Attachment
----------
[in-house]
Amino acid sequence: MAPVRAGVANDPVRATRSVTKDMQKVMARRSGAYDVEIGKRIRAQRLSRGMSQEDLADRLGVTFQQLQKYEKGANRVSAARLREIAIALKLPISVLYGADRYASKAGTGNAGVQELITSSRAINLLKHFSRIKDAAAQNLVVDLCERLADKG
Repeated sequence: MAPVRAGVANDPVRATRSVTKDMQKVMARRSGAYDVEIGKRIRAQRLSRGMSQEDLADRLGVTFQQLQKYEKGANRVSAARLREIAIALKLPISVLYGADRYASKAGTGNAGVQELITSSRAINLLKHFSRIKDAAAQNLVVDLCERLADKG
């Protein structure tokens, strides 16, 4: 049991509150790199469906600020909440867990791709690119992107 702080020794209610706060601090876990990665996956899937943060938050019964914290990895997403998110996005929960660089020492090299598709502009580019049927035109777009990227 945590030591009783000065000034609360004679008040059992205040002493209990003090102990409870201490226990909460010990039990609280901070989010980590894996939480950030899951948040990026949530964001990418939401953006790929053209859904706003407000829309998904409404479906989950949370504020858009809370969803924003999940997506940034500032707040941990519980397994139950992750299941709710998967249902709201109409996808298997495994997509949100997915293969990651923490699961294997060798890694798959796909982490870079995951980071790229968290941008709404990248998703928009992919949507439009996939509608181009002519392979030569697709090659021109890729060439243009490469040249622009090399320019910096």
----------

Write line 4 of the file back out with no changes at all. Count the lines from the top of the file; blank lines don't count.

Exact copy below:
């Protein structure tokens, strides 16, 4: 049991509150790199469906600020909440867990791709690119992107 702080020794209610706060601090876990990665996956899937943060938050019964914290990895997403998110996005929960660089020492090299598709502009580019049927035109777009990227 945590030591009783000065000034609360004679008040059992205040002493209990003090102990409870201490226990909460010990039990609280901070989010980590894996939480950030899951948040990026949530964001990418939401953006790929053209859904706003407000829309998904409404479906989950949370504020858009809370969803924003999940997506940034500032707040941990519980397994139950992750299941709710998967249902709201109409996808298997495994997509949100997915293969990651923490699961294997060798890694798959796909982490870079995951980071790229968290941008709404990248998703928009992919949507439009996939509608181009002519392979030569697709090659021109890729060439243009490469040249622009090399320019910096």